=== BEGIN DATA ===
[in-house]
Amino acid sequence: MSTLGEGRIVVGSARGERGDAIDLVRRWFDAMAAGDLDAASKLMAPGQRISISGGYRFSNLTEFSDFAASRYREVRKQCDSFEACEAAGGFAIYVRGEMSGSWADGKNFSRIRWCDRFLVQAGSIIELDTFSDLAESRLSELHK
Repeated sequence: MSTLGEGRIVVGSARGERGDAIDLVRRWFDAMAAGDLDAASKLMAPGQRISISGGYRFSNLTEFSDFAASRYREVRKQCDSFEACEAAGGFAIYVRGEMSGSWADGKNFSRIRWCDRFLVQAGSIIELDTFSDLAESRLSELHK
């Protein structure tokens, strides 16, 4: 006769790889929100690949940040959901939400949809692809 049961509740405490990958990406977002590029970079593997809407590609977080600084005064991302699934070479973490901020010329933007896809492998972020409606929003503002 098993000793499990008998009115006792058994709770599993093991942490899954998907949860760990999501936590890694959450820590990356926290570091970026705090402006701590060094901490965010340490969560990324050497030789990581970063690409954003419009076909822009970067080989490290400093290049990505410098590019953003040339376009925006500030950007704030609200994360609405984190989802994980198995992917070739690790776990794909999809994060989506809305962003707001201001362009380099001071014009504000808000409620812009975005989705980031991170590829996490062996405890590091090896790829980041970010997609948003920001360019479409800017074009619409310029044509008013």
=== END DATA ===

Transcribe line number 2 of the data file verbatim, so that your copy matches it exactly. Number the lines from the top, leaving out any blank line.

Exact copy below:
Amino acid sequence: MSTLGEGRIVVGSARGERGDAIDLVRRWFDAMAAGDLDAASKLMAPGQRISISGGYRFSNLTEFSDFAASRYREVRKQCDSFEACEAAGGFAIYVRGEMSGSWADGKNFSRIRWCDRFLVQAGSIIELDTFSDLAESRLSELHK